the peaceful solemnity of the surrounding objects. This exhibition is not yet completed, but, in its present condition, is very interesting. Some hints, not altogether useless, may be collected from it. In England, our churches are charnel houses. The pews of the congregation are raised upon foundations of putrefaction. For six days and nights the temple of devotion is filled with the pestilent vapours of the dead, and on the seventh they are absorbed by the living. Surely it is high time to subdue prejudices, which endanger health without promoting piety. The scotch never bury in their churches, and their burial places are upon the confines of their towns. The eye of adoration is filled with a pensive pleasure, in observing itself surrounded with the endeavours of taste and ingenuity, to lift the remembrance of the great and good beyond the grave, in that very spot where the frailty of our nature is so often inculcated.
Such a display, in such a f)lace, is rational, suitable, and admonitory. The silent tomb becomes auxiliary to the eloquence of the pulpit. But the custom which converts the place of worship into a catacomb, can afford but a mistaken consolation to posthumous pride, and must, in some degree, contaminate the atmosphere which is contained within its walls. One evening as I was passing through the Boulevard Italien, in company with a gentleman from Toulon, we met a tall, dark, hollow eyed, ferocious looking man, of whom he related the following story. , 's.
Immediately after the evacuation of Toulon by the english, all the principal toulonese citizens were ordered to repair to •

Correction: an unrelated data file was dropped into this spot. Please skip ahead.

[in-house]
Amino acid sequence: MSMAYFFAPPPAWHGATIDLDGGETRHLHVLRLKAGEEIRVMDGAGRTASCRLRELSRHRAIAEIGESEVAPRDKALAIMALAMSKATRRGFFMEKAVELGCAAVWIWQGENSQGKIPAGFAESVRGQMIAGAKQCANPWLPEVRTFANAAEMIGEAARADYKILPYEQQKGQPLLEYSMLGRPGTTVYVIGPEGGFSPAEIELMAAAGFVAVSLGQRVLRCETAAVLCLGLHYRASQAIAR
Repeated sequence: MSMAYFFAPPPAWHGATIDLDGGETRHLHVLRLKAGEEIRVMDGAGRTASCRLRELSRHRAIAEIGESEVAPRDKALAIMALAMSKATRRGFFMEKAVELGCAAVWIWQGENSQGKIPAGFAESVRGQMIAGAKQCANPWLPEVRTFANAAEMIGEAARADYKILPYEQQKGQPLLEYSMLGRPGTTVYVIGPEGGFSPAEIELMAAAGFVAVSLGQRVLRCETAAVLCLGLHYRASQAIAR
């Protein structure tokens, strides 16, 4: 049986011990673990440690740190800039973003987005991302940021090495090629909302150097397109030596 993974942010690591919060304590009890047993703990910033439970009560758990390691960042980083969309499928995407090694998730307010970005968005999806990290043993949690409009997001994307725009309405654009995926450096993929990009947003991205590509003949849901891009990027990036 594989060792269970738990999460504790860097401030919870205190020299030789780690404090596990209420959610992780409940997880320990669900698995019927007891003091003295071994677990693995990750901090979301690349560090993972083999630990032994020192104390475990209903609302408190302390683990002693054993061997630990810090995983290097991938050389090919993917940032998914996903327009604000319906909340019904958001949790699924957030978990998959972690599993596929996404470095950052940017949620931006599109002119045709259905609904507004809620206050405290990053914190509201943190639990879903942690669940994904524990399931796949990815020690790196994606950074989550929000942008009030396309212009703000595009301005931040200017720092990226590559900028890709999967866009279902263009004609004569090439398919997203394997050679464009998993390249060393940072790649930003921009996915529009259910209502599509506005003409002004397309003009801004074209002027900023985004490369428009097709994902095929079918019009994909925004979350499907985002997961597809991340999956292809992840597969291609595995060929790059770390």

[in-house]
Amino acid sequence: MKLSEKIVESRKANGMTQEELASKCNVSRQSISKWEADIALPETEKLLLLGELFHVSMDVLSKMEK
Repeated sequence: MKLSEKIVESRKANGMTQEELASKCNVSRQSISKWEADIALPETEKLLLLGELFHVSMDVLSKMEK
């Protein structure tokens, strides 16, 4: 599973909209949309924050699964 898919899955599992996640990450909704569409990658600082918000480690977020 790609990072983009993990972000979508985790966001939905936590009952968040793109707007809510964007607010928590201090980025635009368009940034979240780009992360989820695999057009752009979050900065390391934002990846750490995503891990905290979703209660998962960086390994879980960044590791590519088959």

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226 REVOLUTIONARY AGENTS.
Chap. the market place; where they were surrounded by a great milixx' tary foEce^
This man who, for his offences,- had been committed toprison, was liberated by the french agents, in consequence of his undertaking to select those of the inhabitants who had in any manner favoured the capitulation of the town, or who hack shown any hospitality to the english, whilst they were in possession of it. The miscreant passed before the citizens, who. were drawn out in lines, amounting to near three thousand. Amongst whom he pointed out about one thousand four hundred persons to the fury of the government; without any otherevidence,. or further examination, they were all immediately adjudged to be shot. For this purpose a suitable number of soldiers were drawn out. The unhappy victims were marched up to their destruction, upon the quay, in sets of three hundred, and butchered
The carnage was dreadful. In the last of these unfortunate groups,. were two gentlemen of great respectability, who received no wound from the fire, but, to preserve themselves, dropped with the rest,. and. exhibited all the appearances of having. participated in the general late.. # . This execution took. place in the evening: immediately after its close, the soldiers, fatigued, and sick with cold-blooded slaughter, marched back- to their quarters,- without examiningwhether every person upon whom they had fired,. had fallen a victim to, the murderous bullet* Soon after the soldiers had retired, the women of Toulon, allured by plunder, proceeded u> the fatal spot. Mounted uponi the bodies of the